The ENID Center is excited to announce a new publication in the Journal of Clinical Investigation. Recent Hanson Lab graduate, Dr. Alexandra Mandarano, is the lead author of “Myalgic encephalomyelitis/chronic fatigue syndrome patients exhibit altered T cell metabolism and cytokine associations”. This paper goes into our research exploring the immune system in people with ME/CFS.
UPDATE: The final publication of the paper was released on February 10, 2020. Accompanying this release, Dr. Mady Hornig wrote a related commentary: “Can the light of immunometabolism cut through “brain fog”?“.
Dr. Daniel Peterson and Simmaron Research staff Dr. Gunnar Gottschalk and Marco Maynard provided blood samples from carefully diagnosed ME/CFS cases and controls that were critical for carrying out the study. Thanks to Simmaron Research and a private donor, as well as NIH, for financial support for the study. A press release was issued by NIH.
Furthermore, we have launched a new initiative to help expand the reach of our research. Dr. Mandarano has recorded a talk that walks you through this publication. The video is hosted on our new YouTube channel. Check out this video below and stay tuned for future posts and videos about our research.
As part of the Norwegian ME Association’s Knowledge Campaign 2019, Dr. Betsy Keller traveled to Norway to present on post-exertional malaise. The Norwegian ME Association has uploaded her talk to YouTube and can be watched using the embedded video below. Additionally, the following links will direct you to associated information translated to English via Google Translate.
A Norwegian blog, The Hidden, published a summary of our NIH funded research center efforts. The blog is by physical therapist and journalist Jørgen Jelstad. He covers various aspects relating to ME/CFS and has also reviewed the other two NIH funded research centers—Columbia’s Center for Solutions for ME/CFS and The Jackson Laboratory’s Collaborative Research Center. For an English translation of the website by Google Translate iTool, please visit this link.
In November 2019, the Cornell Office of the Vice Provost for Research featured on their website the ME/CFS projects as well as some plant projects ongoing in Dr. Maureen Hanson‘s lab at Cornell See a set of photos and an article here: “A Researcher’s Duality: Plants, Biomedical”.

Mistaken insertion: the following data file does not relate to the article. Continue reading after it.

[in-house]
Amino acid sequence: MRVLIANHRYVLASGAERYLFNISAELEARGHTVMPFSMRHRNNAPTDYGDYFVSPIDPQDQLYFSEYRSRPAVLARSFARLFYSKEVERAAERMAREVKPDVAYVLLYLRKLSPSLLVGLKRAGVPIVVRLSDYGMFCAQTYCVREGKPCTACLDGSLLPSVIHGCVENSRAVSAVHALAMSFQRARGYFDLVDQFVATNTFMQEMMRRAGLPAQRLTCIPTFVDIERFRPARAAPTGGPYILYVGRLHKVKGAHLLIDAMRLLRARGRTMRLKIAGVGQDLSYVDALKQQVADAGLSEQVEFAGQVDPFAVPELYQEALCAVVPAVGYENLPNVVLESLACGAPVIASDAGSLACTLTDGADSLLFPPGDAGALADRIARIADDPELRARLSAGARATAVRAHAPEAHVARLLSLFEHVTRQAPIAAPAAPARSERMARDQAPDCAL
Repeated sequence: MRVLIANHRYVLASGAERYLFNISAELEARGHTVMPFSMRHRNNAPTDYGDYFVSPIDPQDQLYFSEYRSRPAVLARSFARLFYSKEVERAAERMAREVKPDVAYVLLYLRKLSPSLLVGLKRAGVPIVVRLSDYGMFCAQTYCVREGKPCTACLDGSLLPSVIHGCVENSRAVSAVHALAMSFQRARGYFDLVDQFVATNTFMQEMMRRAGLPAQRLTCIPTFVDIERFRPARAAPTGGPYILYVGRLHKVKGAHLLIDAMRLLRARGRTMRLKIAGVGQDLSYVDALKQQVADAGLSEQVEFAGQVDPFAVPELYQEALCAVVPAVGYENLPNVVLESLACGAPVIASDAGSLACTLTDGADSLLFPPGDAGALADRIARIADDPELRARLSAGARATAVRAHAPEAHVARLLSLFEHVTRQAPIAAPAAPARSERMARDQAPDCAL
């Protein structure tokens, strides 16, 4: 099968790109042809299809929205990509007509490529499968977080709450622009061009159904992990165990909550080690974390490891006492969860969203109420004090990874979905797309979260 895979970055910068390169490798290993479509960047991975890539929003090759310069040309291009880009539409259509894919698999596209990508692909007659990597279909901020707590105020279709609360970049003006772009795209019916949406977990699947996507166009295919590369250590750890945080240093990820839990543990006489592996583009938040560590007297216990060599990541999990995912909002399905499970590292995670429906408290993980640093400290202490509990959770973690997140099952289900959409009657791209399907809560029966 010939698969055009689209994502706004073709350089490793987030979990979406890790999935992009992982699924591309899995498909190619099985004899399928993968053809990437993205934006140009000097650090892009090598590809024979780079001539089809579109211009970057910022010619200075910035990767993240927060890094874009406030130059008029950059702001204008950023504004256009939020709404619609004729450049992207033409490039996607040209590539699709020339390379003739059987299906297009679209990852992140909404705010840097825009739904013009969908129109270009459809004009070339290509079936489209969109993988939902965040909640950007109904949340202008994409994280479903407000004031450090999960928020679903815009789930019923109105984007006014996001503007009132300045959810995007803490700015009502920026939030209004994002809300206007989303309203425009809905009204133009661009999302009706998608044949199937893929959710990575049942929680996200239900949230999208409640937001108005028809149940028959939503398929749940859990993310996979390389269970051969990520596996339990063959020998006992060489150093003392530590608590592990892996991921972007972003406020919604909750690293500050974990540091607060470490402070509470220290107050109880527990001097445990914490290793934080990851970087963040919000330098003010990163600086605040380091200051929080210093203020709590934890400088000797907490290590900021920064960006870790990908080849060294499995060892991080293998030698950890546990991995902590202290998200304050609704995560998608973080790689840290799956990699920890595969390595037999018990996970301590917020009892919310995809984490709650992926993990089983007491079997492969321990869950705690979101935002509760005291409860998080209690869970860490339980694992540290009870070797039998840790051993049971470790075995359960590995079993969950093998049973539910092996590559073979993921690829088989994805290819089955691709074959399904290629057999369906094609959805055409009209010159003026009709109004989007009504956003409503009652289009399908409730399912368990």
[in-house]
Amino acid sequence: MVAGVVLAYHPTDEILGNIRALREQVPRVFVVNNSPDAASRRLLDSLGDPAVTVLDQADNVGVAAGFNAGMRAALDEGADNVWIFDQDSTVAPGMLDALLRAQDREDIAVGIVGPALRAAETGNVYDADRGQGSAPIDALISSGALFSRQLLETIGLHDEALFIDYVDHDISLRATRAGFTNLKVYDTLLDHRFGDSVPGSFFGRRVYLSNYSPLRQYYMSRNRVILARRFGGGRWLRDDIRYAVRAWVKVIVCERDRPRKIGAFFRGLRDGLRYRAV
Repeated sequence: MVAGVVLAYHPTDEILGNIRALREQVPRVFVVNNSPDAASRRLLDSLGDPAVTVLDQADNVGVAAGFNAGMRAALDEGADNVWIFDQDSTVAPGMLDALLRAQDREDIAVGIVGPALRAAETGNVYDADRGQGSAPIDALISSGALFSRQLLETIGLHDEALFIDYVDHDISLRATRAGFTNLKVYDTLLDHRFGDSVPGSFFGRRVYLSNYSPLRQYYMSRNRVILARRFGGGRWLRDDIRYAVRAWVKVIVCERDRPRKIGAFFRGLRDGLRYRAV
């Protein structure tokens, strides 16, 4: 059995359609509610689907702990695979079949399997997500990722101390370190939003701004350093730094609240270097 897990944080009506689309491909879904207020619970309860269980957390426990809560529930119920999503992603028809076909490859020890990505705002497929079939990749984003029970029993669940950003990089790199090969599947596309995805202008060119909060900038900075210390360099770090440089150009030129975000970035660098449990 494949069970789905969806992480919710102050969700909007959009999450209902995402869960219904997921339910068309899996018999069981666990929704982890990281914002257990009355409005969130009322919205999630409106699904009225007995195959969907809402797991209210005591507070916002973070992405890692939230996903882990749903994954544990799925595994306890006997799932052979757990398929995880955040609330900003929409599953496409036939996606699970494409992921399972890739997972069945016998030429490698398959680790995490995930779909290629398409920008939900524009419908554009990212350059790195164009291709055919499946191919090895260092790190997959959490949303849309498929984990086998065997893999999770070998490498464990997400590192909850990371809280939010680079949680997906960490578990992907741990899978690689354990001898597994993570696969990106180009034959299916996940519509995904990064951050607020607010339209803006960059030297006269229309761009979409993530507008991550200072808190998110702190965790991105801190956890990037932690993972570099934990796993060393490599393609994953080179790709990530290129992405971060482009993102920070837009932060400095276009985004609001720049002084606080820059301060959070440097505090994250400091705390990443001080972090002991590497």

Members of the Cornell ME/CFS Center joined advocacy representatives, Columbia Center for Solutions, JAX ME/CFS Center, NIH, and RTI for the second annual ME/CFS Consortium meeting. The group met in New York City on October 22 and 23, 2019 to discuss current research progress and future collaborative efforts.
A generous donor has offered to match up to $25,000 in donations to the Cornell Center for Enervating Neuroimmune Disease for our work on immune dysregulation in ME/CFS, which was recently described in Dr. Maureen Hanson’s talk at the Stanford OMF Community Symposium.
Please visit our donation page if you wish to support our work on the immune system in ME/CFS. All donations are gratefully received.
The Third Annual Community Symposium on the Molecular Basis of ME/CFS followed the Open Medicine Foundation working group meeting at Stanford University on September 7th, 2019. Keynote speaker, Dr. Maureen Hanson, started her talk discussing data on metabolomics, immune cells, extracellular vesicles, and RNA gene expression. The second portion of her talk went into her thoughts on the disease. OMF has uploaded her talk to YouTube, which can be found here.
The Open Medicine Foundation held their third annual collaborative team meeting on ME/CFS. Dr. Maureen Hanson joined approximately 60 other researchers at Standford University from September 4th to 6th, 2019 to discuss their latest unpublished and preliminary data on the disease. A diverse field of scientific topics were discussed as noted in the agenda.
Our collaborators at the Workwell Foundation, working with physical therapists and exercise physiologists, have published a case report in the Cardiopulmonary Physical Therapy Journal on measurement reproducibility over the two days of a two-day cardiopulmonary exercise test (CPET). The report looked at the variability of CPET results from six people with and without medical diagnoses of fatiguing illnesses. All of the participants were women and matched by age and BMI. Although the authors point out that generalizations are not possible due to the low number of included subjects, the response to exercise by both individuals with ME/CFS is important to highlight.Continue reading “Collaborators publish CPET case report”
Now recruiting in the Los Angeles area: People with ME/CFS and healthy, inactive control participants for the NIH-funded Cornell University Collaborative Research Center study of ME/CFS. If accepted into the study, participants will complete two cardiopulmonary exercise tests over two days with blood drawn before and after each test, and wear a wrist watch device to measure physical activity for 10 days before and 10 days after the exercise tests. Exercise testing will be completed at the ID Med clinic in Torrance, CA. For more information and/or to be screened for acceptance into the study, please contact: